This has to be one of the more important questions that need certain levels of exploration. Both the omega 3 and omega 6 are fats, well fatty acids if there is a need to be technical, and they are actually quite important for a human’s body despite the fact the body can not make either omega 3 or omega 6 on its own. The two: alpha linolenic acid (ALA) – an omega 3 fatty acid and linoleic acid (LA) – an omega 6 fatty acid has to be consumed on a regular basis by someone in order to maintain healthy levels of both fats.
Another fun fact is that both omega 3 and omega 6 fatty acids could be used to make other fatty acids although because of efficiency it would be advised for a person just to get their intake of fatty acids from the food that they eat. Another similarity between omega 3 and omega 6 is that they are both polyunsaturated fatty acids as they both have more than one double bond link between the carbon atoms this, in turn, limits the hydrogen atoms that might bind to the carbon atoms. This leaves the overall molecule unsaturated with the occurrence of hydrogen atoms, well at least, not as often as the molecule could have been. The omega numbers simply reference how many carbons away from the methyl end of the fatty acid chain that the first carbon-carbon double bond appears.
If the double bond is three carbons away, – between the 3rd and 4th carbon atoms – it’s called an omega 3 fatty acid and so subsequently if it is six carbons away – usually between the 6th and 7th carbon atoms – then it is called omega 6. Really simple mathematics when you get right down to it. Importantly, both these two fatty acids (omega 3 and omega 6) work together to aid a person’s heart and brain, and a lot of these benefits overlap between the two. However, there are some key factors that differentiate between the two fatty acids and it is not just the carbon atoms that bond them.
Considered the healthier of the two, omega 3 fatty acids have been noted to prevent heart disease, have anti-inflammatory benefits, and could help to lower blood pressure. They are also said to play an important role in brain, nerve, and eye development in infants and keep the immune system healthy.
There are three types of omega-3 fats: the previously mentioned Alpha-Linolenic acid (ALA) – which is the plant form of omega 3 fatty acid and is found in flaxseed, chia seed, walnuts, and canola and soybean oils; Docosahexaenoic acid (DHA) – is the marine form of omega 3 and is predominantly found in seafood, such as fish, shellfish but could also be found in grass-fed meat, dairy, and omega 3 enriched eggs and Eicosapentaenoic acid (EPA) – another marine omega 3 and is found most frequently in herring, sturgeon, salmon, eel and shrimp.
Omega 6 fatty acids, because of the food they are found in, are the more commonly occurring fatty acid out of the two. There are four types of omega 6 fats: Linoleic acid (LA) – this is notably the most highly consumed polyunsaturated fatty acid found in the human diet, it is most commonly found in vegetable oils, sunflower seeds and pine nuts; Arachidonic Acid (ARA) – is found in foods such as poultry, animal organs and meat, fish, seafood, and eggs; Gamma linoleic acid (GLA) – most commonly found in the seeds of the evening primrose, GLA is considered important for maintaining brain function, reproductive health, and metabolism; Conjugated linoleic acid (CLA) – the arrangement of the double bonds in the fatty acid is how this particular molecule earned its prefix conjugated, dairy and meat from cows, goats and sheep are its main source.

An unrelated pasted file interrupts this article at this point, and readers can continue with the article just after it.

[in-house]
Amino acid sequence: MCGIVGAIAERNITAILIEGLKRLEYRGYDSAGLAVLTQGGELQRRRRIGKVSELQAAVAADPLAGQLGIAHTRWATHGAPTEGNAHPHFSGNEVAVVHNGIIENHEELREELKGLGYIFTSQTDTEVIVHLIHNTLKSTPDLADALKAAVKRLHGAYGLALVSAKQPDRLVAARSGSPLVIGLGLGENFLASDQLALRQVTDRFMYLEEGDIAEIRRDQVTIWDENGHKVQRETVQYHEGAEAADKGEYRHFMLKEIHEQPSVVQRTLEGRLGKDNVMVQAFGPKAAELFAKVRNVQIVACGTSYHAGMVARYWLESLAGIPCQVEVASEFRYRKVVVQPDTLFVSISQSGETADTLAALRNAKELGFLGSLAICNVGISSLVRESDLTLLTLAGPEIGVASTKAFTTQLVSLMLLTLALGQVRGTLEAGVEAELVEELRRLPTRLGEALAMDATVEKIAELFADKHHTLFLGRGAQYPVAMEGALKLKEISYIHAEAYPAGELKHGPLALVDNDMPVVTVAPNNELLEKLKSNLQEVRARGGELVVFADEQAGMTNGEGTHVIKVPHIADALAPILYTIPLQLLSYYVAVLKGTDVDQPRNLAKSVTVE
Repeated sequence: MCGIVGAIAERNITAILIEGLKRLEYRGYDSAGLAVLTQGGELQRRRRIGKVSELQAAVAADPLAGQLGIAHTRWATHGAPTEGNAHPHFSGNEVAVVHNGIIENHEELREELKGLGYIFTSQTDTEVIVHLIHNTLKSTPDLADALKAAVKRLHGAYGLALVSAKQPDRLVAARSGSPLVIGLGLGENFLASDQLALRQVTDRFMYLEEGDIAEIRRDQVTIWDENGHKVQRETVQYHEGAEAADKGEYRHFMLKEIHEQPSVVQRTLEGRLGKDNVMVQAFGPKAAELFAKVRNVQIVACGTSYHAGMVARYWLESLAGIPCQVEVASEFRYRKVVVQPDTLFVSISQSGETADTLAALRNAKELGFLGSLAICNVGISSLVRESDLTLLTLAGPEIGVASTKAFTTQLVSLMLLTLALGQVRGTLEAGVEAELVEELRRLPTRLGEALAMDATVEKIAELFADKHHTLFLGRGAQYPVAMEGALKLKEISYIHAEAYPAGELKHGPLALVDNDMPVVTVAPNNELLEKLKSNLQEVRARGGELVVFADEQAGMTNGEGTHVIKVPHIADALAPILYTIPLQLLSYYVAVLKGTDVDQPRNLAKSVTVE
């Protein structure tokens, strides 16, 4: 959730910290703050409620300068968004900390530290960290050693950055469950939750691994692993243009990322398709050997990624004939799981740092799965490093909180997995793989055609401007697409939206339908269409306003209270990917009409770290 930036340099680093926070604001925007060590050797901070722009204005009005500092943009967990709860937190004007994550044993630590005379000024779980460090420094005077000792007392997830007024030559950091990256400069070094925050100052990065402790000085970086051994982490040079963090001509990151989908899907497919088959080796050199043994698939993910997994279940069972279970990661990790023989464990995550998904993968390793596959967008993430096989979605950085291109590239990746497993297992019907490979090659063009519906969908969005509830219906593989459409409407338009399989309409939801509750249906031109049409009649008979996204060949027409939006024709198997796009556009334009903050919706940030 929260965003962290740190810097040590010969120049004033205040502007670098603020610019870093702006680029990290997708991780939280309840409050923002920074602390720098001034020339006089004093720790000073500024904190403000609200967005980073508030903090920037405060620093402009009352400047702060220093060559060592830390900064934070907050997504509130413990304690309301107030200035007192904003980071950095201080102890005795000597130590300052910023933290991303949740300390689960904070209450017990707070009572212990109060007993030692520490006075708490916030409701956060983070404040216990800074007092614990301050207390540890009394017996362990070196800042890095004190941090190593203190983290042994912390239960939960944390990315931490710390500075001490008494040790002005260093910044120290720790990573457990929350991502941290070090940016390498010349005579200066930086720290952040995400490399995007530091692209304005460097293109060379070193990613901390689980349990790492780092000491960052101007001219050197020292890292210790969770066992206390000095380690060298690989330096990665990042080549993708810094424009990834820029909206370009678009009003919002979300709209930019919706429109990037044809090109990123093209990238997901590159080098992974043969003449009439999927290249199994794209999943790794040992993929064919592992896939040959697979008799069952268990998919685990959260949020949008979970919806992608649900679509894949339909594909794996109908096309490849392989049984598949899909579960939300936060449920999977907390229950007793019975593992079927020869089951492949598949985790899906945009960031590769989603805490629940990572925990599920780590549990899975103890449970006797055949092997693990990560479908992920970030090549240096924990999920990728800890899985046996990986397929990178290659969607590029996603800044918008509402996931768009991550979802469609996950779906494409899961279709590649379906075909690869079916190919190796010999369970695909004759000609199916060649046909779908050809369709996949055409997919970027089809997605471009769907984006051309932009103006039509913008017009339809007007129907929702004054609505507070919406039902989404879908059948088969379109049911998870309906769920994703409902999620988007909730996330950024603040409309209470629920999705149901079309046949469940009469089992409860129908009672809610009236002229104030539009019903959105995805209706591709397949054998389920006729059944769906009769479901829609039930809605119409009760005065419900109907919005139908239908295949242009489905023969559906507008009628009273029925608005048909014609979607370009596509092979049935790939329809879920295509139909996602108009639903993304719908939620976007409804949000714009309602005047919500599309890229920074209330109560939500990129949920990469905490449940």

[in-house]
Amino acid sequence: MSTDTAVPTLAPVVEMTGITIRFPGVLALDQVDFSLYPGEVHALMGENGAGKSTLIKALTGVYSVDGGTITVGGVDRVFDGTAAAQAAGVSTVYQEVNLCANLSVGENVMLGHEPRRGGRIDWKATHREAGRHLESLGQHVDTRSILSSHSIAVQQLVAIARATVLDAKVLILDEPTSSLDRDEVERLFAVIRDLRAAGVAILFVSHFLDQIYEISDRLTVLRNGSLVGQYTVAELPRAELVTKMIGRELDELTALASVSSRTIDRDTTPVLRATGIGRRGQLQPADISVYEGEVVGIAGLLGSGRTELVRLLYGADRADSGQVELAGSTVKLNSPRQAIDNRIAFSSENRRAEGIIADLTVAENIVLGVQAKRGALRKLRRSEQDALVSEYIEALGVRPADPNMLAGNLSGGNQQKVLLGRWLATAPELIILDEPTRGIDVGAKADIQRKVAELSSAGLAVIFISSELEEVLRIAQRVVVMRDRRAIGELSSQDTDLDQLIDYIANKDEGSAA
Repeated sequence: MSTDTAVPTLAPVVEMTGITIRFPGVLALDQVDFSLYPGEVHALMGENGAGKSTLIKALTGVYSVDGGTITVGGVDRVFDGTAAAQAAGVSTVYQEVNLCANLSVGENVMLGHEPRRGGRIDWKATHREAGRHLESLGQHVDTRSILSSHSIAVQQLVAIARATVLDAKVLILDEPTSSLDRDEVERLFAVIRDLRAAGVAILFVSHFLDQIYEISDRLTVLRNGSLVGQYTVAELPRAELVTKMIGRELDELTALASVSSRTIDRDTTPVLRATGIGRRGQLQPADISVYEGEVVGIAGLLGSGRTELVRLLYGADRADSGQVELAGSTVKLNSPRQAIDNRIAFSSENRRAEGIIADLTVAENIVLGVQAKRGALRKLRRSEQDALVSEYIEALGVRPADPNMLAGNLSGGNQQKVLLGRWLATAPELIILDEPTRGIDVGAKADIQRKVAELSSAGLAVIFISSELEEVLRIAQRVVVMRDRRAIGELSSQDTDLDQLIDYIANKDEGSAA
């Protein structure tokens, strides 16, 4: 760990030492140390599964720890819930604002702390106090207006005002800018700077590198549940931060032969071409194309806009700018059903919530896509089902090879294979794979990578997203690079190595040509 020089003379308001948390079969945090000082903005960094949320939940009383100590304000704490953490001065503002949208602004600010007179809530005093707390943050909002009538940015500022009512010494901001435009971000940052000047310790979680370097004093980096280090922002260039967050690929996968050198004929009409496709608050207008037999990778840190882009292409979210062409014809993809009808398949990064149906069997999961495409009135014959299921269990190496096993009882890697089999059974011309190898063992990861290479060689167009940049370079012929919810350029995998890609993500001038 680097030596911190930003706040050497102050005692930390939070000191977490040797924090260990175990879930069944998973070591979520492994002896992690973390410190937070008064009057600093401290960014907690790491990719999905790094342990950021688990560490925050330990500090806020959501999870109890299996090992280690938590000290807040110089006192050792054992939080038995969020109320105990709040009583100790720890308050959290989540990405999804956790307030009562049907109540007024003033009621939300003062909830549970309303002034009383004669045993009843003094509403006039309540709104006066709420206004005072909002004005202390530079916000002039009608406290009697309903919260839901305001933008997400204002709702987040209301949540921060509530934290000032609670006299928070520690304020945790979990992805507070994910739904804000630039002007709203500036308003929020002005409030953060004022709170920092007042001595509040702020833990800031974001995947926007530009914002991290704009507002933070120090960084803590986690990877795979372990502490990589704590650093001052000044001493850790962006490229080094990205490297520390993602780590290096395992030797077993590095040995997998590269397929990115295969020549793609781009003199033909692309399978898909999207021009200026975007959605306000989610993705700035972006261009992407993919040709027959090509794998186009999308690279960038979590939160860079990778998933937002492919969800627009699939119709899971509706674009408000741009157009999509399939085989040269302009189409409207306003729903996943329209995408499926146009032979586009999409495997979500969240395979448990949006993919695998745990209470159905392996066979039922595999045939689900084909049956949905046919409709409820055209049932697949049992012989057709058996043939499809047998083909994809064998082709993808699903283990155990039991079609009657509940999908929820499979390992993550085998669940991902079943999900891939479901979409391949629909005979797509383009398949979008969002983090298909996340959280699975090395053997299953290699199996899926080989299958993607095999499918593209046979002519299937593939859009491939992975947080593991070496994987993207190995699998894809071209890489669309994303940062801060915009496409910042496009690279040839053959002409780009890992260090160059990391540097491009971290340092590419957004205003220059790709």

Omega 6 fatty acids as a collective, in addition to the aforementioned benefits to maintaining brain function, reproductive health, and metabolism also regulating genes, promoting immune system health and blood clotting. Omega 6 fats can also help with the symptoms of rheumatoid arthritis and dermatitis among other health issues.
Another important distinction between omega 3 and omega 6 is the ratio that is needed from the two fatty acids to maintain a healthy body. There is data that shows that over the last 150 years, intakes of omega 6 have increased and intakes of omega 3 have decreased in parallel with the increase in heart disease. Thus, the concept of an ideal ratio of omega 6 to omega 3 fatty acids in the diet was developed.
Omega 6 fatty acids are considered inflammatory meaning they promote inflammation and thus would trigger diseases while omega 3 fatty acids are anti-inflammatory and help prevent diseases. Doctors have formed a consensus that the optimal ratio for health is 4 to 1 omega 6 to omega 3 this is juxtaposed against modern American diets that typically boast an omega 6 to omega 3 ratio around 10 to 1, sometimes as high as 30 to 1, unfortunately.
Both omega 3 and omega 6 are a family of healthy polyunsaturated fats that are very important for proper functioning of the body. Although their structural functions are very similar, they have quite different regulatory roles. That being said, it would be best to combine omega 3 and omega 6 to lower the risk of many diseases more than each one separately. The best plan of action would be for a person to make sure that their diet is rich in omega 3 foods and be extra conscious and cautious of consuming an excess of foods high in omega 6.